The blog of a girl who's looking for God's plan for her life. In the mean-time, she's knitting books and writing scarves ... or something like that.
Hi, Kendra and readers! Thank you for having me today!
Hi, Laura! What got you interested in writing time travel/Scottish history books? They sound like they'd be SO cool ;). ~ Savannah scattered-scribblings.blogspot.com
Hi, Savannah, thank you! I'm biased of course, but I've had a lot of fun writing them! It was a children's book called In the Keep of Time that I think first sparked my interest in time travel. It's the story of four children who go into a medieval keep in the 1970s and come out in the 1500s in the midst of the cattle raids and other issues. As to Scotland, that sort of came from a piece of trombone music (I was originally a freelance trombonist with a degree in music) called Blue Bells of Scotland, whose lyrics speak of streaming banners and noble deeds. Who doesn't love stories of noble deeds and heroic sagas! I wanted to write a book that captured some of the spirit of that song, and it seemed it had to be set in Scotland, with that title, so I started looking for a battle in Scottish history, and settled on Bannockburn, their greatest victory.
Very cool! I love how you got inspired by a piece of music, that's really neat ;). Thanks for sharing! ~ Savannah scattered-scribblings.blogspot.com
Thank you, Savannah! One thing I love about the world of music is that it's full of stories, in ballads, in ballets, in orchestral pieces. I could spend several lifetimes writing stories spun from these sources.
Oohhhh! I think this is the series I need to read based on yesterday's character interview post.Questions:-Do you have any special connection to Scotland? Or do you just write about it because it's awesome?-What's your favorite part of the writing process?-What's the strangest writing advice you've ever received (that's still true)?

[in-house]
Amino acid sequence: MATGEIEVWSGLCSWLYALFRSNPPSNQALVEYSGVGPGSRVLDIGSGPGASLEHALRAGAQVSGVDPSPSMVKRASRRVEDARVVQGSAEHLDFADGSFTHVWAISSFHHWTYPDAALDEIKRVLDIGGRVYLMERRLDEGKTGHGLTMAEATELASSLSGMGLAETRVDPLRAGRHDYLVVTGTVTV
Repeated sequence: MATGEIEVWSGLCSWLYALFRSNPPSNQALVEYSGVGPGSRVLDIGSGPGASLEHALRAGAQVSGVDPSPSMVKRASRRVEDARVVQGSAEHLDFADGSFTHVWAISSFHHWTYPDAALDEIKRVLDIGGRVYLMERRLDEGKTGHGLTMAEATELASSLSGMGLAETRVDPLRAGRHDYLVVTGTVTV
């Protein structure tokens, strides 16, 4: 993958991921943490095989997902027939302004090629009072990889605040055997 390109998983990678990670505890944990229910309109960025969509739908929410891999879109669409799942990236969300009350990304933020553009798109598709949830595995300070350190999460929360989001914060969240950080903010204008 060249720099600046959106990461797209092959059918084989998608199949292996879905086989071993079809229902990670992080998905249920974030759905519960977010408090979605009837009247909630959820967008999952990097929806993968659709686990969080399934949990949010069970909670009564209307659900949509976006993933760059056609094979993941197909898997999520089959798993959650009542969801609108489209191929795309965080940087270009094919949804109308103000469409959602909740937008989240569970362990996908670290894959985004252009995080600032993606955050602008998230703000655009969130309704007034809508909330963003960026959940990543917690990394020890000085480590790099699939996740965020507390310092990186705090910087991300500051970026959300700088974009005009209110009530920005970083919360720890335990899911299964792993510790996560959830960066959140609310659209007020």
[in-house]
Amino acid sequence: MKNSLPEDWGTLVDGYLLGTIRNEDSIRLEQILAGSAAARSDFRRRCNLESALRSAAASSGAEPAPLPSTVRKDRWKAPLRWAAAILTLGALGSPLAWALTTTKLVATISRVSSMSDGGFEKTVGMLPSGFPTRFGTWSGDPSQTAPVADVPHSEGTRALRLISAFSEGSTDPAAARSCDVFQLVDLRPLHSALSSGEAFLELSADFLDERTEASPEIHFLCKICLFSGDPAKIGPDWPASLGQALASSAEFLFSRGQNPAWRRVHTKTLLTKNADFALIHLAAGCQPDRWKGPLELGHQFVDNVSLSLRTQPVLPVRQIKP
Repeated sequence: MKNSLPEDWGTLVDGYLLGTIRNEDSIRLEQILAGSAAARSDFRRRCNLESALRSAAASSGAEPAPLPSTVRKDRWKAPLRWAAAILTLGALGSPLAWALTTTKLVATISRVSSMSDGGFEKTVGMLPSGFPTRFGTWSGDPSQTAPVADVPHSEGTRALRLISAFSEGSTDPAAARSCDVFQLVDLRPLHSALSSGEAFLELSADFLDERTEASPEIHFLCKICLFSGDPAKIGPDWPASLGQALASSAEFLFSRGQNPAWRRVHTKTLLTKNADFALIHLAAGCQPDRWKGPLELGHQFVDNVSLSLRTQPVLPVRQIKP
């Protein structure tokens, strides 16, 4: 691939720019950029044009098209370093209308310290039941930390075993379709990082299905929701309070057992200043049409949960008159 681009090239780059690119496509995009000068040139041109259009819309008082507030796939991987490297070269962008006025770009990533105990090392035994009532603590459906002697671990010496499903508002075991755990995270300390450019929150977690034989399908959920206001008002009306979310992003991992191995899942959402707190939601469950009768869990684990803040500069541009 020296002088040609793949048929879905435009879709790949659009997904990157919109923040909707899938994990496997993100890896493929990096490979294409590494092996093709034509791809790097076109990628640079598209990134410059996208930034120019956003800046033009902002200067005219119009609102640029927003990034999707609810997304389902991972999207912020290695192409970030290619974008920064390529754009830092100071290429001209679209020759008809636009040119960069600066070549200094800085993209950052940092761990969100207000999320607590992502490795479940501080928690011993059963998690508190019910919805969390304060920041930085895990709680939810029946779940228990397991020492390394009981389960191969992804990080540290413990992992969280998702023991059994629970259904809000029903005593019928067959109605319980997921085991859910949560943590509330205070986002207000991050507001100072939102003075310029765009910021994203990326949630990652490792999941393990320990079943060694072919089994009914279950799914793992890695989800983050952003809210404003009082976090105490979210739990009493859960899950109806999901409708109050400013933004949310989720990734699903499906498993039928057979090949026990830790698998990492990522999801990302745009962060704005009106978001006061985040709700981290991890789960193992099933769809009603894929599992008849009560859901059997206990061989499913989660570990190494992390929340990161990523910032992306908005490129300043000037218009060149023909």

Hi, Sarah, thank you! I hope you'll enjoy them!Scotland is wonderful! I've been there five times now. But I had no other connection to it, except for the trombone piece Blue Bells of Scotland. Of course *now* I have a special connection to it, and even had a friend, through my writing, who welcomed me into her home every time I went.My favorite part of writing is the writing itself and the research. I love that I can spend hours learning and call it 'work!' And I love getting lost in the actual writing, as Shawn, Niall, Allene, and Christina...do as they will!I hate the editing.I can't think of any really strange writing advice I've gotten! But I got one unique perspective from a friend when I was really stuck on all the possible ways the story might go. He was quite excited and said, "This is the FUN part! It's like playing with your action figures!" Sometimes, it still helps me to think of it like that when I feel stuck. What would Action Figure Simon do now? (BWAHAHAHA!!!)
Cool! Thanks for sharing!
My question for you Laura is how you do your research? Do you have a background in Scottish history? Or is it something you were just interested in? How much time did you spend researching before you wrote these books?
Hi, DJ, thanks for being here!I research by book, internet articles, asking questions on forum, listening to youtube videos, and going directly to Scotland, to the locations in my book, as often as possible. I have a vast and growing collection of books on all things medieval and Scottish, and expanding into Wales and England, as the events there obviously impact what was happening in Scotland at the time. Some are very specific--James Douglas, Robert the Bruce, Roger Mortimer (who was English), and some are much broader "medieval Europe," for example.My only background in Scotland, originally, was the trombone piece Blue Bells of Scotland, and the children's book In the Keep of Time by Margaret J Anderson, which is set in Scotland. Probably my love of it stems partly from spending my early years in Germany, though, when I did see plenty of castles and medieval towns, and traveled to Spain and England.I do my research as I write, but I would say the research takes up at least twice as much time as the writing and editing combined. I can spend a day and a half tracking down an answer to a small detail, so I don't create an anachronistic moment--kilts, canons and buttons did not exist in Niall's time.It's amazing, when you get into writing history, all the little details of daily life you become aware of, that have to be right--and aren't necessarily discussed much by historians.
Hi! Now that you've read my post, hast thou any opinions that thou wouldst like to share? I'd love to hear them!